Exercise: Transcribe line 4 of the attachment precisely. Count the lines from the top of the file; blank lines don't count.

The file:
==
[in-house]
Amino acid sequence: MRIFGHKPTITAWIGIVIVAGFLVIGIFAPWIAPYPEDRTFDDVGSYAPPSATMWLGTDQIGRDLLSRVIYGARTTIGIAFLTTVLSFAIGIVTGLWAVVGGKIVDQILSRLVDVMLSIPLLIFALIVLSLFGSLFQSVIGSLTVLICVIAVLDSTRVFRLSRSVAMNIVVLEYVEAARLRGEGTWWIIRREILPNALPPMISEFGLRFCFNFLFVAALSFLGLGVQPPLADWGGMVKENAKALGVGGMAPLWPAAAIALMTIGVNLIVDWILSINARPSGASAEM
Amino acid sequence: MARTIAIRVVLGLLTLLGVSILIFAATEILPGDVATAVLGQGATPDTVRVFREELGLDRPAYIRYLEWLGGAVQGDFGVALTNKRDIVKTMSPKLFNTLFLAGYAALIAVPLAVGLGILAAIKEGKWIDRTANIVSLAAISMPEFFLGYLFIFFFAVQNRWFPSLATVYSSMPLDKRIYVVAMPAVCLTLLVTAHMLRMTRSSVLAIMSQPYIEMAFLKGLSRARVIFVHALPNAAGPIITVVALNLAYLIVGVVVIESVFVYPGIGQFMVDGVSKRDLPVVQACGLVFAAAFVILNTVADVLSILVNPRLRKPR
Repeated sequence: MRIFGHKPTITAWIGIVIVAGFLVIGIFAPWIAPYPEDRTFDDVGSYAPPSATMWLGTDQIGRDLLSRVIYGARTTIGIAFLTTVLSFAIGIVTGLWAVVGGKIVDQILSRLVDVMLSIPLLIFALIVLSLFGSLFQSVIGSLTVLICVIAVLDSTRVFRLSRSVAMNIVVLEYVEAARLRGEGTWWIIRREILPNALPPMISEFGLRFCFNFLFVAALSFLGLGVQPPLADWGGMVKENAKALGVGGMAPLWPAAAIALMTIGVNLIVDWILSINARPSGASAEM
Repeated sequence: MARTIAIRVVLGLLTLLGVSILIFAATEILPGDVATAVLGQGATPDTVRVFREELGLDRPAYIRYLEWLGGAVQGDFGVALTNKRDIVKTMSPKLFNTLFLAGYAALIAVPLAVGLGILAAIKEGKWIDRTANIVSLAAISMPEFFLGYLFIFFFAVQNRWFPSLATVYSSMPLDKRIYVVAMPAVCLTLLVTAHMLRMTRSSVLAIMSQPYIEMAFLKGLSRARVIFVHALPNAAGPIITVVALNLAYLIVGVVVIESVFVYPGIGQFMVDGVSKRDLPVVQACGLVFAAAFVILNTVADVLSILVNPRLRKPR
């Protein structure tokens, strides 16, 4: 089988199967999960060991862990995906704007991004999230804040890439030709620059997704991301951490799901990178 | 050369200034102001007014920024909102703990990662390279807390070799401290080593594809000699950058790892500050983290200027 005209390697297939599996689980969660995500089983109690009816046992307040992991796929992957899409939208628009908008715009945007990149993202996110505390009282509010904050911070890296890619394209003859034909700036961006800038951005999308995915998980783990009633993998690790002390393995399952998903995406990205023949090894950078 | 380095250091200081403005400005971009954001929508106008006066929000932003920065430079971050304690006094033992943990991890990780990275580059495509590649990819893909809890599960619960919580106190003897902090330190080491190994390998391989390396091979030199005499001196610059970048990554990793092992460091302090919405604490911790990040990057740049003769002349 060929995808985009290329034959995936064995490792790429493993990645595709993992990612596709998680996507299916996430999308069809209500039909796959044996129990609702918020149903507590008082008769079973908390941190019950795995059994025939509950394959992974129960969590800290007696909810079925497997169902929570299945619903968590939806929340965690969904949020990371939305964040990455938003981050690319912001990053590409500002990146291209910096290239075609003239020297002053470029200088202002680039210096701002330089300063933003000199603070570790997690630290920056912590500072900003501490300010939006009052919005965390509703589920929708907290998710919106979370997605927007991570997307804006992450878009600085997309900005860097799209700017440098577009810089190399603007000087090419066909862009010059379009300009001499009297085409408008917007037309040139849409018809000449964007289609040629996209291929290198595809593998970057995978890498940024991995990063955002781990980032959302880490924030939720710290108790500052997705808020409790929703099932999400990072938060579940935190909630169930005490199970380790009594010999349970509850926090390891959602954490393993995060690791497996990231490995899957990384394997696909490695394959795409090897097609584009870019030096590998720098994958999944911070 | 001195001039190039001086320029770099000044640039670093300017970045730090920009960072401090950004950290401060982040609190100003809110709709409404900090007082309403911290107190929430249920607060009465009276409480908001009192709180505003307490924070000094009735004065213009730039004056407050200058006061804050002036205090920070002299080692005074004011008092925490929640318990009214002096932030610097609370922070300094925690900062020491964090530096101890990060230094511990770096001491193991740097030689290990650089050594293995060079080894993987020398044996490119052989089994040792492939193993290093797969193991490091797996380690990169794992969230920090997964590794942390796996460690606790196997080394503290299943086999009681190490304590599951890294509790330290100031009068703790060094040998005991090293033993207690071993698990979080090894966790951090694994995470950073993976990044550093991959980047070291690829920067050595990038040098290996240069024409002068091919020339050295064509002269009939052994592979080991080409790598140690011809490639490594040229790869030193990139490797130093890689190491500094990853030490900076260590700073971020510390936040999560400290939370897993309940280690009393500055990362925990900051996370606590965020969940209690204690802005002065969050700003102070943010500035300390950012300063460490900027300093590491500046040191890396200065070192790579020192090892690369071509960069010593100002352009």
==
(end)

Repeated sequence: MRIFGHKPTITAWIGIVIVAGFLVIGIFAPWIAPYPEDRTFDDVGSYAPPSATMWLGTDQIGRDLLSRVIYGARTTIGIAFLTTVLSFAIGIVTGLWAVVGGKIVDQILSRLVDVMLSIPLLIFALIVLSLFGSLFQSVIGSLTVLICVIAVLDSTRVFRLSRSVAMNIVVLEYVEAARLRGEGTWWIIRREILPNALPPMISEFGLRFCFNFLFVAALSFLGLGVQPPLADWGGMVKENAKALGVGGMAPLWPAAAIALMTIGVNLIVDWILSINARPSGASAEM